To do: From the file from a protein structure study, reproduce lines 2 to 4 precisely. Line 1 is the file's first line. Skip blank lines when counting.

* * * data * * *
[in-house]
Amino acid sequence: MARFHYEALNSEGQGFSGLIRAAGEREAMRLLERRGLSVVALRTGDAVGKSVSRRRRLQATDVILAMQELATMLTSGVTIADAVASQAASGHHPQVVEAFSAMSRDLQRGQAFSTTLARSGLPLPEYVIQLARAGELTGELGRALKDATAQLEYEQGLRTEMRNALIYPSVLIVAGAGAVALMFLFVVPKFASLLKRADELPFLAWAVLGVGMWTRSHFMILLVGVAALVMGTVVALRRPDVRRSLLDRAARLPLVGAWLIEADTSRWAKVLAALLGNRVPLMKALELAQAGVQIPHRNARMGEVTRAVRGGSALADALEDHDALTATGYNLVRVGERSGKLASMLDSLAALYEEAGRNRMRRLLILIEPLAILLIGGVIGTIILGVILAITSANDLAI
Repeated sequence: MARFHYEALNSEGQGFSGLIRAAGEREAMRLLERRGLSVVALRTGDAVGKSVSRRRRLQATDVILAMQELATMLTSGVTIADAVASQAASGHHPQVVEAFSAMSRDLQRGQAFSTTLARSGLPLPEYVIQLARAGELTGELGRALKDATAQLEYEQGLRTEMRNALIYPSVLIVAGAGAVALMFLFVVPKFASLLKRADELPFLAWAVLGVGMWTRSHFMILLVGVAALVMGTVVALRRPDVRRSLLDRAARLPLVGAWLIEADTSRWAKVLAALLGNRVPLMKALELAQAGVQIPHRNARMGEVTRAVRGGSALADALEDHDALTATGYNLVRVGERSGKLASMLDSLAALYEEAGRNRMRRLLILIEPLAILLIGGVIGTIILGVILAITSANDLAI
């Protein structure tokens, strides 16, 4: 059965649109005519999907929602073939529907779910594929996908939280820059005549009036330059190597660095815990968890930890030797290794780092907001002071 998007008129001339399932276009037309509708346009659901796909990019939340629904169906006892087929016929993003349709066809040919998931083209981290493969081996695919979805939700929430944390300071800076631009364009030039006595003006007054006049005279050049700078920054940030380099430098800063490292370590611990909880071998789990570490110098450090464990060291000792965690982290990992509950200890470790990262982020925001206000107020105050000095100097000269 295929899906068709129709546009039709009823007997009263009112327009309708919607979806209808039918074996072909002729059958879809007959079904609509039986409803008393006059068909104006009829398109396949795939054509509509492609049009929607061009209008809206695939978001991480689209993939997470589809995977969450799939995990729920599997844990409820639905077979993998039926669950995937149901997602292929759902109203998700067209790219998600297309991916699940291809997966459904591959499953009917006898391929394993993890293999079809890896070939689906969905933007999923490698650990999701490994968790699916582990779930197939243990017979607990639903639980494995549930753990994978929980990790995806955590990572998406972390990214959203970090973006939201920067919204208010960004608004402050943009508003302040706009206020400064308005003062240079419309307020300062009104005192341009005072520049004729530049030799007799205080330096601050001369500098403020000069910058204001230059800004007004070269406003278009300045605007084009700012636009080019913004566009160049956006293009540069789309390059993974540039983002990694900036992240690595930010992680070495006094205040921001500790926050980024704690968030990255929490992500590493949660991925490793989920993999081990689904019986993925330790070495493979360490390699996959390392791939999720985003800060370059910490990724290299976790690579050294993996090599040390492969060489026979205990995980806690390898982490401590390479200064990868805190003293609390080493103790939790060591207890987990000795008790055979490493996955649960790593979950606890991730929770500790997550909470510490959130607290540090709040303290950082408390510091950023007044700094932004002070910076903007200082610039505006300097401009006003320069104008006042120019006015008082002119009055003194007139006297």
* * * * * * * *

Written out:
Amino acid sequence: MARFHYEALNSEGQGFSGLIRAAGEREAMRLLERRGLSVVALRTGDAVGKSVSRRRRLQATDVILAMQELATMLTSGVTIADAVASQAASGHHPQVVEAFSAMSRDLQRGQAFSTTLARSGLPLPEYVIQLARAGELTGELGRALKDATAQLEYEQGLRTEMRNALIYPSVLIVAGAGAVALMFLFVVPKFASLLKRADELPFLAWAVLGVGMWTRSHFMILLVGVAALVMGTVVALRRPDVRRSLLDRAARLPLVGAWLIEADTSRWAKVLAALLGNRVPLMKALELAQAGVQIPHRNARMGEVTRAVRGGSALADALEDHDALTATGYNLVRVGERSGKLASMLDSLAALYEEAGRNRMRRLLILIEPLAILLIGGVIGTIILGVILAITSANDLAI
Repeated sequence: MARFHYEALNSEGQGFSGLIRAAGEREAMRLLERRGLSVVALRTGDAVGKSVSRRRRLQATDVILAMQELATMLTSGVTIADAVASQAASGHHPQVVEAFSAMSRDLQRGQAFSTTLARSGLPLPEYVIQLARAGELTGELGRALKDATAQLEYEQGLRTEMRNALIYPSVLIVAGAGAVALMFLFVVPKFASLLKRADELPFLAWAVLGVGMWTRSHFMILLVGVAALVMGTVVALRRPDVRRSLLDRAARLPLVGAWLIEADTSRWAKVLAALLGNRVPLMKALELAQAGVQIPHRNARMGEVTRAVRGGSALADALEDHDALTATGYNLVRVGERSGKLASMLDSLAALYEEAGRNRMRRLLILIEPLAILLIGGVIGTIILGVILAITSANDLAI
């Protein structure tokens, strides 16, 4: 059965649109005519999907929602073939529907779910594929996908939280820059005549009036330059190597660095815990968890930890030797290794780092907001002071 998007008129001339399932276009037309509708346009659901796909990019939340629904169906006892087929016929993003349709066809040919998931083209981290493969081996695919979805939700929430944390300071800076631009364009030039006595003006007054006049005279050049700078920054940030380099430098800063490292370590611990909880071998789990570490110098450090464990060291000792965690982290990992509950200890470790990262982020925001206000107020105050000095100097000269 295929899906068709129709546009039709009823007997009263009112327009309708919607979806209808039918074996072909002729059958879809007959079904609509039986409803008393006059068909104006009829398109396949795939054509509509492609049009929607061009209008809206695939978001991480689209993939997470589809995977969450799939995990729920599997844990409820639905077979993998039926669950995937149901997602292929759902109203998700067209790219998600297309991916699940291809997966459904591959499953009917006898391929394993993890293999079809890896070939689906969905933007999923490698650990999701490994968790699916582990779930197939243990017979607990639903639980494995549930753990994978929980990790995806955590990572998406972390990214959203970090973006939201920067919204208010960004608004402050943009508003302040706009206020400064308005003062240079419309307020300062009104005192341009005072520049004729530049030799007799205080330096601050001369500098403020000069910058204001230059800004007004070269406003278009300045605007084009700012636009080019913004566009160049956006293009540069789309390059993974540039983002990694900036992240690595930010992680070495006094205040921001500790926050980024704690968030990255929490992500590493949660991925490793989920993999081990689904019986993925330790070495493979360490390699996959390392791939999720985003800060370059910490990724290299976790690579050294993996090599040390492969060489026979205990995980806690390898982490401590390479200064990868805190003293609390080493103790939790060591207890987990000795008790055979490493996955649960790593979950606890991730929770500790997550909470510490959130607290540090709040303290950082408390510091950023007044700094932004002070910076903007200082610039505006300097401009006003320069104008006042120019006015008082002119009055003194007139006297």